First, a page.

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Chapter 12: Cognitive and Language Development in Middle Childhood (Ages 6-10)
Terms in this set (36)
5 to 7 Shift
Children go through a gradual period of transition from the illogical and unsystematic reasoning of the preoperational period to the more logical and systematic reasoning of middle childhood. Elementary education is very important here!
Intuitive during 5 to 7 shift
Noticeable improvement in preoperational, but lingering lapses in logic. They get the right answers to problems, but do not understand the underlying principles behind it. Ex: 6 yr old may recognize the amount of a liquid stays the same when it is poured from a tall, thin container to a short, stout container, but not be able to express why changing the shape of the container is irrelevant to the amount of liquid inside.
A form of cognitive ability that enables the child to interact with his or her environment with logic
Concrete vs. Preoperational
Able to reverse thinking (reversibility ). Ex: when a child thinks about disassembling a bike they must first think about how to put it back together after
Distributing their attention among multiple features of their experience. Take a broader view of problems they encounter. Ex: see the forest among trees
Egocentrism in Concrete thought
Children begin to view the world more like adults, distinguishing others points of view from their own. Ex: Lashonda understands that when she is watching TV and her father is in another room preparing dinner, he cannot possibly see what she is watching.
They do not recognize that the amount of a substance remains unchanged despite changes in the shape of the container in which it is held.
The term hierarchy refers to the fact that any given object can be classified in a series of increasingly inclusive levels. Ex: apples are included in the class of fruits, which can be included in the class of foods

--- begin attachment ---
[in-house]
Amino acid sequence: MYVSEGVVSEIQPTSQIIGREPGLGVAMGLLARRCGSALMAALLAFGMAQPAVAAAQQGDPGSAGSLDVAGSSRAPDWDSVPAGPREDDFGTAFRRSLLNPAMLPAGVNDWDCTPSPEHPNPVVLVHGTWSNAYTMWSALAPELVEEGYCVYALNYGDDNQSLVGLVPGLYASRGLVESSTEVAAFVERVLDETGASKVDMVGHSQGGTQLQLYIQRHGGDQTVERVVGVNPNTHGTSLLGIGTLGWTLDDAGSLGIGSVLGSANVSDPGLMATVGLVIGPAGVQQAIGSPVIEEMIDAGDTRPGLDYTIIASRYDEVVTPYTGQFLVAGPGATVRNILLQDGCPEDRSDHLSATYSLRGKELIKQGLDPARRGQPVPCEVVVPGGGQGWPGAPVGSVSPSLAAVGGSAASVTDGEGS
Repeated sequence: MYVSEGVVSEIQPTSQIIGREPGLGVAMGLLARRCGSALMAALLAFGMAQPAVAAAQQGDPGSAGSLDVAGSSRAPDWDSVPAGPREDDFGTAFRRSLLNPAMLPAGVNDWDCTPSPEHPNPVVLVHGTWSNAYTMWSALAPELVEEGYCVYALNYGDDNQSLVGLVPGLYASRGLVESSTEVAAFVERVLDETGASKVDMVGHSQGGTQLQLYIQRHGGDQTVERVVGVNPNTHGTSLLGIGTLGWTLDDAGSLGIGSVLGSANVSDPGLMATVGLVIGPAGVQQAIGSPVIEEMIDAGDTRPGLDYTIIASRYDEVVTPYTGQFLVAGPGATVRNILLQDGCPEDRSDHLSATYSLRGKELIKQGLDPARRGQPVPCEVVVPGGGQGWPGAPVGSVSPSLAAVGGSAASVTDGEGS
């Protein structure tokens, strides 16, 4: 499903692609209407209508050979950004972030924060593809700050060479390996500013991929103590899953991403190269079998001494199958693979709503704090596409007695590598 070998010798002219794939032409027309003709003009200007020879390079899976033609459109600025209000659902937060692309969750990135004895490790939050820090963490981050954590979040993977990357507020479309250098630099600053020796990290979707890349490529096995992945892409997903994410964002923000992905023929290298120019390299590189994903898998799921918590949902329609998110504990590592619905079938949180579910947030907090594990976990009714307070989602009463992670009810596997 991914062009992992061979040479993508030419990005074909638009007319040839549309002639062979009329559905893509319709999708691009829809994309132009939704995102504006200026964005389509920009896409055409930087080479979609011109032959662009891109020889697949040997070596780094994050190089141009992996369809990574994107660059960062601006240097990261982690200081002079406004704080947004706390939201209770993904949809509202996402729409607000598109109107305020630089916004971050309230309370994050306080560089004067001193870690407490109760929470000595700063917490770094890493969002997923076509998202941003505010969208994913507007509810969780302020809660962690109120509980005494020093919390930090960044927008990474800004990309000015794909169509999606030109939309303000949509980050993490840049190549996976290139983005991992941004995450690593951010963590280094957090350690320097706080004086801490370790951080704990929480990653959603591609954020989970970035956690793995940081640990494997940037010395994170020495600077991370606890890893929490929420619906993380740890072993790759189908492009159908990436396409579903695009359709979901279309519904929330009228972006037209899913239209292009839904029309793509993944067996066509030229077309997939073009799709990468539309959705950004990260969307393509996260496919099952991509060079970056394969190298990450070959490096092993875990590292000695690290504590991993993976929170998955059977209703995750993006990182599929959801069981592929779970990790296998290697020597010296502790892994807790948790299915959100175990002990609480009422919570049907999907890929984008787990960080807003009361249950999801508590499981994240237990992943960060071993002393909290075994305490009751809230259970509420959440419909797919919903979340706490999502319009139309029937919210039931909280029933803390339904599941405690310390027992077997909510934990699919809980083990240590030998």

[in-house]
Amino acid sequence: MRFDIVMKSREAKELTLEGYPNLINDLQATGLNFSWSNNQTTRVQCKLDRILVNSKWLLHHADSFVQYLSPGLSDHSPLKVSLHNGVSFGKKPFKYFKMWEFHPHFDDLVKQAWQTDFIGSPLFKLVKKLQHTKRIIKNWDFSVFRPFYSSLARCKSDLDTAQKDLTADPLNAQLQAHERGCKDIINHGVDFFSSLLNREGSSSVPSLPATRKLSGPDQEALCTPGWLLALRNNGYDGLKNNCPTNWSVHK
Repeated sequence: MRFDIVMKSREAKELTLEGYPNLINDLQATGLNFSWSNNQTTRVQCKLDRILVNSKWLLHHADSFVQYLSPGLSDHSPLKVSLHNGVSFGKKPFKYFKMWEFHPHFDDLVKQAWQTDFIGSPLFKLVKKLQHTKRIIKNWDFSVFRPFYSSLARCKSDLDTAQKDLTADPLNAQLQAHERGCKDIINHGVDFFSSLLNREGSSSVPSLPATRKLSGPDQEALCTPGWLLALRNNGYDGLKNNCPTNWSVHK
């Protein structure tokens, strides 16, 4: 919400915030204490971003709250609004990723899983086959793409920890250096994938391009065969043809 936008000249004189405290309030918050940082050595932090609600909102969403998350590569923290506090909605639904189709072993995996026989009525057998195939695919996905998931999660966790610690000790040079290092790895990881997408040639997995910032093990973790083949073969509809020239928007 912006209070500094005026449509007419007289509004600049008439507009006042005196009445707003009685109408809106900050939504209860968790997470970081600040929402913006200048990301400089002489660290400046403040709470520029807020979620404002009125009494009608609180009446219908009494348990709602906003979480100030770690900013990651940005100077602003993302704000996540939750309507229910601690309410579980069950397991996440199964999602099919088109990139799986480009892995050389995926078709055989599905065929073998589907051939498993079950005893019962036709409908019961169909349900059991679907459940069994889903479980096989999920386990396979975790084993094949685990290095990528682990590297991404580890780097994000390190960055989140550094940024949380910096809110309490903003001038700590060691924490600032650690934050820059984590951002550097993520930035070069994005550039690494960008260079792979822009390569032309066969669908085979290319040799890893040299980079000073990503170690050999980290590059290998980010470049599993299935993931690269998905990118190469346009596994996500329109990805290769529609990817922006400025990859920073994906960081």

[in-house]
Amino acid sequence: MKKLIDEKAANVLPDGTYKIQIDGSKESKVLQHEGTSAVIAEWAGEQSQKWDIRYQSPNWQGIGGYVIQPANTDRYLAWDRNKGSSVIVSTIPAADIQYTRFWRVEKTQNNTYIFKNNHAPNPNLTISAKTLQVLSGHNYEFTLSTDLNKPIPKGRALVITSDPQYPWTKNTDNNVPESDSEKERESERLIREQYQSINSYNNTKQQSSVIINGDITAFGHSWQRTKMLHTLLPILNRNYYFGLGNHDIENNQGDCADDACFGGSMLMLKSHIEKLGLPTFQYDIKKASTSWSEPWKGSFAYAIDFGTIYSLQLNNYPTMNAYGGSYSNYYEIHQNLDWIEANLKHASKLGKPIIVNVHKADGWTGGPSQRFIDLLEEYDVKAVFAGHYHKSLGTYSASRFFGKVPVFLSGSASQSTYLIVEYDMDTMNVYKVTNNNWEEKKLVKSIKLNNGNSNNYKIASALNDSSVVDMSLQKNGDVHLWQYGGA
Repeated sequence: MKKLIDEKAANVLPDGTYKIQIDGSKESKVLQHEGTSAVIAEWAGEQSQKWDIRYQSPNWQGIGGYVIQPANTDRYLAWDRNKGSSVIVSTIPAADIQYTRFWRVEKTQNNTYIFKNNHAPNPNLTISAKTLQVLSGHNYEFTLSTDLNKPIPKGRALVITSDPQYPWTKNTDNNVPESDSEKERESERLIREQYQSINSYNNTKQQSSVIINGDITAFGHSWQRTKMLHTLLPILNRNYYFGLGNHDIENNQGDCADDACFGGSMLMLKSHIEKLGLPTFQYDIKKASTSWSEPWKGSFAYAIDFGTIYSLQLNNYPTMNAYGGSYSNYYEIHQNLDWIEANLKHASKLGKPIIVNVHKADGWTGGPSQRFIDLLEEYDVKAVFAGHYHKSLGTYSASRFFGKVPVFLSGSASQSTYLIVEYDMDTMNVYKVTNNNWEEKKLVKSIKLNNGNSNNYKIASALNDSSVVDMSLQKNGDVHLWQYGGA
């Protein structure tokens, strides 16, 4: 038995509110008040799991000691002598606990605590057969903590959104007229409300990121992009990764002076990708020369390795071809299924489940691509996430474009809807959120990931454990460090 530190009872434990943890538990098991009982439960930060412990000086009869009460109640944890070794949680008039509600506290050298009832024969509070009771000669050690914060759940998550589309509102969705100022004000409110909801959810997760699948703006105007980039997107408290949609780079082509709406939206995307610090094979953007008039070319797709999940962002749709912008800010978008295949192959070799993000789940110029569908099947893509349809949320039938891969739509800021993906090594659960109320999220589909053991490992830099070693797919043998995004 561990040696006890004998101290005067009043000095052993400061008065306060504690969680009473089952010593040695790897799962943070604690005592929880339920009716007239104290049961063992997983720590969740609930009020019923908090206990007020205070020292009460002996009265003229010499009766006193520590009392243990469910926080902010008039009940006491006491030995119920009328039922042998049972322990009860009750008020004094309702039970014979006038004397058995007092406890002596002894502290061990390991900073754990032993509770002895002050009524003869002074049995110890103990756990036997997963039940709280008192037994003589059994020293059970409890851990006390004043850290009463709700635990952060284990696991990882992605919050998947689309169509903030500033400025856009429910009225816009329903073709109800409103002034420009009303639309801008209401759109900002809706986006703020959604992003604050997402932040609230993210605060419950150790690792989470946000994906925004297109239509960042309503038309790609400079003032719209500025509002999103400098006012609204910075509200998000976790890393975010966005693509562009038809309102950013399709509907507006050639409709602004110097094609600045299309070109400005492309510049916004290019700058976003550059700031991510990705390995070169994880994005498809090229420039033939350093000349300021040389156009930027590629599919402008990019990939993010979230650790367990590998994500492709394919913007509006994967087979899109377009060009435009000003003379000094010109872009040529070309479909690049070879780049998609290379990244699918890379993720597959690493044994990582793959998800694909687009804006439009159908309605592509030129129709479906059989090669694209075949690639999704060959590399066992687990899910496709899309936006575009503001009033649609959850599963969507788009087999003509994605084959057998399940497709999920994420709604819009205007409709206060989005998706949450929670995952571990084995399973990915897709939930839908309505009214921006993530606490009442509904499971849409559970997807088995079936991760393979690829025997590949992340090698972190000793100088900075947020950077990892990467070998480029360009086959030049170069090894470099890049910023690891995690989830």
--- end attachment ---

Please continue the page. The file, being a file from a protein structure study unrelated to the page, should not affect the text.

They must ultimately learn to reason about the situations they find themselves in, to make judgments about what constitutes morally correct behavior in those situations, and to enact that behavior. Our thinking about the "rightness" or "wrongness" of specific behaviors. Encourage them to understand people's needs and empathize with their feelings. Promote their participation in social situations with same-age peers. Allow them to deal with their own social dilemmas, rather than imposing your morality. Discuss complex moral issues with them. Not providing overly simplistic moral views of "right" and "wrong." Make it clear that rules need to be flexible, depending on the situation.
Freud's View of Moral Development
Children develop moral concern late in the preschool years as a by-product of the resolution of the Oedipus complex (in boys) or Electra complex (in girls). They identify with the same-sex parent.
Mental structure that unconsciously guides a child's behavior. Contains both a conscience that prohibits certain behaviors and an ego ideal that provides the child with an internal image. Violating the conscience or not living up to the ego ideal is punished by unconscious guilt, a debilitating psychological state that undermines the child's ability to think or behave rationally.children do not engage in moral reasoning. They are unconsciously motivated to avoid the experience of guilt by behaving in ways that are consistent with the prohibitions and "ideals" of the superego.
Piaget's View of Moral Development
Unable to reason logically about rules and concepts of right and wrong. They may, of course, behave morally, but only in response to the rewards and punishments presented by adults.